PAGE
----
December 30, 2010

Oldest Waterbed Store in the World - Kansas City, MO

If you can navigate the winding streets of Kansas City, survive the traffic of the Plaza, and figure out the confusing intersections of Westport, then hopefully you can find Temple Slug Futon, the oldest waterbed store in the world. Founded on April Fool's Day in 1970, this store is not only a roadside attraction but a haven for all the hippies of Kansas City.

After a few wrong turns in Westport and getting stuck in the holiday traffic of the Plaza, I finally found Temple Slug Futon on the corner of Jefferson and 43rd. With a hanging sign out front announcing its status as the world's older waterbed store, it looks like any other little shop lost in the old and new developments of that neighborhood of Kansas City. But, ever curious, I parked in front of the new apartment complex across the street and wandered in to explore.

I was immediately greeted by the smell of incense and a very kind saleswoman who asked if I was looking for a futon. I politely declined her help and told her I was just browsing. And was there every a collection of things to browse! In addition to the futons and other furniture, there was a wide variety of incense, crystals, candles, oils, and soaps filling the shelves of the store. From the East, there was an eclectic collection of items covered with Chinese symbols, yin-yangs, and Buddhas. For the modern druid, there other items covered with Celtic symbols and pentagrams. As I wandered through the store, I was amazed by the sheer variety of items all celebrating unique philosophies often neglected in the mainstream American culture.

It's weird and wonderful and colorful, even if it does tend to overwhelm the senses. I wandered through the store in a bit of a daze, trying to look at everything but realizing I could examine the shelves for an hour and still not see everything trinket they had to offer. I thought about making a small purchase, just to commemorate the experience, but honestly couldn't decide on anything to get. There were simply too many wonderful and interesting things.

The sales staff there were incredibly nice. They were always there to offer to help me but also let me wander in my happy daze as I browsed the shelves. If you're visiting Kansas City or even just passing through, it may be tempting to just stop by Temple Slug Futon to take a picture of the sign and then drive on. But then you will be missing half the fun. Stop and enjoy, browse and explore. That is why this place has been around for 40 years to earn the title of the world's oldest waterbed store. Because it is just that much fun to look around inside.

Total Travel Time: 1 hour
Total Travel Distance: 60 miles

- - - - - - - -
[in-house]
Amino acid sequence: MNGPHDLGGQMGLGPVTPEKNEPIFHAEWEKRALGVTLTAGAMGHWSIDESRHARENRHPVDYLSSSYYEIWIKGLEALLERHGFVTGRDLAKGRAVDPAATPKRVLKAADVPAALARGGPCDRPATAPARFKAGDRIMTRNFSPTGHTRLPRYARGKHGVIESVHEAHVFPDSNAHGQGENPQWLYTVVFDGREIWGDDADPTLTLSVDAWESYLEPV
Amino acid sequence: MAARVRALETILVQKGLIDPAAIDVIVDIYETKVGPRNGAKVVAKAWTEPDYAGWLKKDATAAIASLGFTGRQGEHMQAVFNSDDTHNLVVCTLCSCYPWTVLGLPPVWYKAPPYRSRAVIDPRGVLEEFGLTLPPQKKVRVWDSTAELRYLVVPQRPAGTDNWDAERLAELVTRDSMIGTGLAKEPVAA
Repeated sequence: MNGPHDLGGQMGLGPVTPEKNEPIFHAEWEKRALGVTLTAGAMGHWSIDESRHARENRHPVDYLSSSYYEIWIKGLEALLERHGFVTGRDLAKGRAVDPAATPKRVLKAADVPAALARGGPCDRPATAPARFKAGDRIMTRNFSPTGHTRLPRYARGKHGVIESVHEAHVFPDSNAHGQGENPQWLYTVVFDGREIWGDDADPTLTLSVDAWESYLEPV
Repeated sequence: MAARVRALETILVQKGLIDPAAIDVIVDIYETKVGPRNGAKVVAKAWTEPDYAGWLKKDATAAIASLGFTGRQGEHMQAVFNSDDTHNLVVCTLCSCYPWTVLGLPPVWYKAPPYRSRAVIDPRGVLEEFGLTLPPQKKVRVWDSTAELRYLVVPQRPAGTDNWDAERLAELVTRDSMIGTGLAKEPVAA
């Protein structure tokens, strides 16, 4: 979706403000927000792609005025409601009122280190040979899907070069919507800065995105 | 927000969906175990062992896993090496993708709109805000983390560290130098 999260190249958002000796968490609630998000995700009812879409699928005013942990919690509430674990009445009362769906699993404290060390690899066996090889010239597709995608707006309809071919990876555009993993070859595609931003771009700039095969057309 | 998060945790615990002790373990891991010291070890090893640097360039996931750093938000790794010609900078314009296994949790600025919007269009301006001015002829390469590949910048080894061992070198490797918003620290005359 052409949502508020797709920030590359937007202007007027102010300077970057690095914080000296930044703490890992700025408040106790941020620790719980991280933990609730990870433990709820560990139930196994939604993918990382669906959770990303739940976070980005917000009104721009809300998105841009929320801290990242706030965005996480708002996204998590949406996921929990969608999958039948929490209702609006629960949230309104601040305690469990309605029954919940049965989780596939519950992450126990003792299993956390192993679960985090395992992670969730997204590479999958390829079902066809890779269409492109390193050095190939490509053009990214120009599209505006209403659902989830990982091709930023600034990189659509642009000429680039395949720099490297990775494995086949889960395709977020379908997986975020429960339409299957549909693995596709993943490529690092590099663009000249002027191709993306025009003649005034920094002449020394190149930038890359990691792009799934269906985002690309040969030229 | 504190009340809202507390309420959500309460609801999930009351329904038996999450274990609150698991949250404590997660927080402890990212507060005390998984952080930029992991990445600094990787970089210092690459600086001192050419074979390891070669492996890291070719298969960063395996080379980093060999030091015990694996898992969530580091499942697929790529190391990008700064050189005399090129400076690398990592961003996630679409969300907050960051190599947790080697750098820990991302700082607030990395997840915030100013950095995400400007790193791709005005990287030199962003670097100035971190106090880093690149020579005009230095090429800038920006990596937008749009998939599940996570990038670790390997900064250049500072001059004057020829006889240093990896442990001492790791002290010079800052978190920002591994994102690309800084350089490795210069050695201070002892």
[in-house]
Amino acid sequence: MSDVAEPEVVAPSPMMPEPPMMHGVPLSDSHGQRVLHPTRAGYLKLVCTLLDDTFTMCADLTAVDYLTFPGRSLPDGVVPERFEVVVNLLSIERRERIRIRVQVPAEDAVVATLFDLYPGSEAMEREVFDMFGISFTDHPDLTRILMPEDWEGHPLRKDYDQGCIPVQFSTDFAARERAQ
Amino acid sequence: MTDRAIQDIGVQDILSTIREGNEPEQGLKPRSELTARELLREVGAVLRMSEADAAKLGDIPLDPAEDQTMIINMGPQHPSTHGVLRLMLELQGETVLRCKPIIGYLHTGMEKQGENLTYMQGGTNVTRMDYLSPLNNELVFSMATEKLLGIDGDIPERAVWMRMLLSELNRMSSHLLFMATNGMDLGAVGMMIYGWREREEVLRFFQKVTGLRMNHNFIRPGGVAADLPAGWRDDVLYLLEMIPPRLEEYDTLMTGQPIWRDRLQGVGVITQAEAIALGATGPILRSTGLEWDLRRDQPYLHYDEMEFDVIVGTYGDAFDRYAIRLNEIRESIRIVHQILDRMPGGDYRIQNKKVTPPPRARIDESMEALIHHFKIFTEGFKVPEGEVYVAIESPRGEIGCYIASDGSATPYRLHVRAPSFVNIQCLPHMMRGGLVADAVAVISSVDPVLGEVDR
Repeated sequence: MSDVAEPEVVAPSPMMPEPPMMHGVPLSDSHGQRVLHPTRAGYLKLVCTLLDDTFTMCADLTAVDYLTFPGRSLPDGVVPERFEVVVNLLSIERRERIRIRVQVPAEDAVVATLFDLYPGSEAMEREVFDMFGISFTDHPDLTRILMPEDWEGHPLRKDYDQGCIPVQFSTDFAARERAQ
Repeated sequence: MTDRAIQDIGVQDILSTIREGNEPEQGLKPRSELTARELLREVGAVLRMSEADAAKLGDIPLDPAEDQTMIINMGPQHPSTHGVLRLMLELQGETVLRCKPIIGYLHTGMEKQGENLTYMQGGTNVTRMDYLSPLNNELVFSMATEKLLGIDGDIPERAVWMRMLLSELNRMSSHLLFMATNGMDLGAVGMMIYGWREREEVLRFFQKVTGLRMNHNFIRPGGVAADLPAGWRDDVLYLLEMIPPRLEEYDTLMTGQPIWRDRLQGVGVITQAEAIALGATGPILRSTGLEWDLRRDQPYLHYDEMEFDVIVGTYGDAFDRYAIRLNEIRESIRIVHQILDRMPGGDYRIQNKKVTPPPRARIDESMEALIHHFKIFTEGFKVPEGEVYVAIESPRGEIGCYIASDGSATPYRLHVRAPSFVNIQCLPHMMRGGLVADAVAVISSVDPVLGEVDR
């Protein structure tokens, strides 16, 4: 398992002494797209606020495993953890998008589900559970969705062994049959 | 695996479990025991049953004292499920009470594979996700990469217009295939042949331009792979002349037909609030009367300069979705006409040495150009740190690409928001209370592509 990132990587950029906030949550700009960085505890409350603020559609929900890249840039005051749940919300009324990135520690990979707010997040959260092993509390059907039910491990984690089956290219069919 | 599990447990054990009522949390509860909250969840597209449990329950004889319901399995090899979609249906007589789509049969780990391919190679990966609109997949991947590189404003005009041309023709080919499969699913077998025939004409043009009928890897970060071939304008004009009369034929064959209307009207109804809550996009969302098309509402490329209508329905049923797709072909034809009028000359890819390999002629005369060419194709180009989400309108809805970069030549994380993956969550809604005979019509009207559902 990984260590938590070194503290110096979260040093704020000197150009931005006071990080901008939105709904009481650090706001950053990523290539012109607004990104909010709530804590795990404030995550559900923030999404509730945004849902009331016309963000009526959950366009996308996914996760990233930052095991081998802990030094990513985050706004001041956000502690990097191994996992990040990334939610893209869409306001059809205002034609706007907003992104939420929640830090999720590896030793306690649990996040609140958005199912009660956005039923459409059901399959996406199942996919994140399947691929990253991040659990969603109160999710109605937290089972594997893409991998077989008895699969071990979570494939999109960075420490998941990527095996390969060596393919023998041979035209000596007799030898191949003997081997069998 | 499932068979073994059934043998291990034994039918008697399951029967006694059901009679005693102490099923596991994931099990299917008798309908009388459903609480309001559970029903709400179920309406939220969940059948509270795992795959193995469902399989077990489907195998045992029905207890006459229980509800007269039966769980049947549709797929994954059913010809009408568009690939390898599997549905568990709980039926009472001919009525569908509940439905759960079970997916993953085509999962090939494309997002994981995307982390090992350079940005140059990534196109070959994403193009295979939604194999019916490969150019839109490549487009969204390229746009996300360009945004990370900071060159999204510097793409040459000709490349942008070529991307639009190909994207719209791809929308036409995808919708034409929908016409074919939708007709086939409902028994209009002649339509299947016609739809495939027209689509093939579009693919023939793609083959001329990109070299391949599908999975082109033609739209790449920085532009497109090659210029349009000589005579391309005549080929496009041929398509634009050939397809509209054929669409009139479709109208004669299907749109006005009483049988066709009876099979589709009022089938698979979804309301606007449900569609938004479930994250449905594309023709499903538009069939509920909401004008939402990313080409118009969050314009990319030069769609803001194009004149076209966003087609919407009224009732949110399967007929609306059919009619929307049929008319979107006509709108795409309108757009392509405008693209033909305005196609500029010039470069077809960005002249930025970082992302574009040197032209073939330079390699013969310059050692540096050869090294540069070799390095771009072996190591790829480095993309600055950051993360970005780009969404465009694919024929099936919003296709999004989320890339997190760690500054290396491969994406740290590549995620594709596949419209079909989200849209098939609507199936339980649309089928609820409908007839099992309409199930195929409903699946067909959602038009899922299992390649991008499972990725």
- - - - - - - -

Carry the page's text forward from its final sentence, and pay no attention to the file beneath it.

Soundtrack: "Dookie" Green Day


December 22, 2010

Esquina - Lawrence, KS

Anyone who reads this blog is probably aware that I love Mexican food. (I've written about my love affair with the beef tamales at La Fonda Del Sol in Scottsdale, Arizona before). But as much as I love my classic Mexican favorites, sometimes I want something a little different. That is when I go to Esquina. This Latin restaurant takes everything you love about Mexican food and twists it around into something new and interesting. Esquina is also in a very historical location. The restaurant is located in the renovated Round Corner Pharmacy building. Before it closed its doors in 2009, the Round Corner Pharmacy was the oldest pharmacy in Lawrence and its original location even survived Quantrill’s raid in 1863.

During finals week, my mother came to visit me so I could remember what it was like to have a conversation that didn't revolve around law school. My mother loves Mexican food as much as I do (we both believe that all holiday dinners should involve tamales) and so I took her to Esquina.

My mom and I both started with the salsa and guacamole. I love guacamole, there is just something magical about that perfect mixture of avocado and spices that makes you grateful you have taste buds. The best guacamole I've ever had was in Mexico (big surprise there), but the guacamole at Esquina is fabulous. It's perfectly creamy and rich with just the right amount of spices to give it a complex flavor profile without overwhelming the decadence of the avocado.

For the entree, we moved on to the chicken tostada, a crispy tortilla with avocado, queso, chipotle sour cream, served with rice and beans. The chipotle sour cream had an amazing spicy bite to it, but we cut with some extra sour cream dolloped on top. Many of Esquina's dishes are topped with pickled red onions. I'm usually not a big fan of red onions, I think they have a very strong taste to them that risks over powering the other flavors. But the pickled red onions at Esquina compliment the spiciness of the chipotle sour cream, so the flavors play off each other without one becoming more prominent than the other.

Esquina is still one of my favorites restaurants in Lawrence because the food is so unique, taking traditional dishes I love like tostadas and putting a new twist on them to create something memorable.

Total Travel Time: 20 minutes
Total Distance Traveled: 5 miles
Soundtrack: Gen X Radio 99.7 FM

This joins other food blog articles posted in Wanderfood Wednesdays on Wanderlust and Lipstick. Check them out!


December 21, 2010

Road Trip Music - We're Headed to Hell in the Handbasket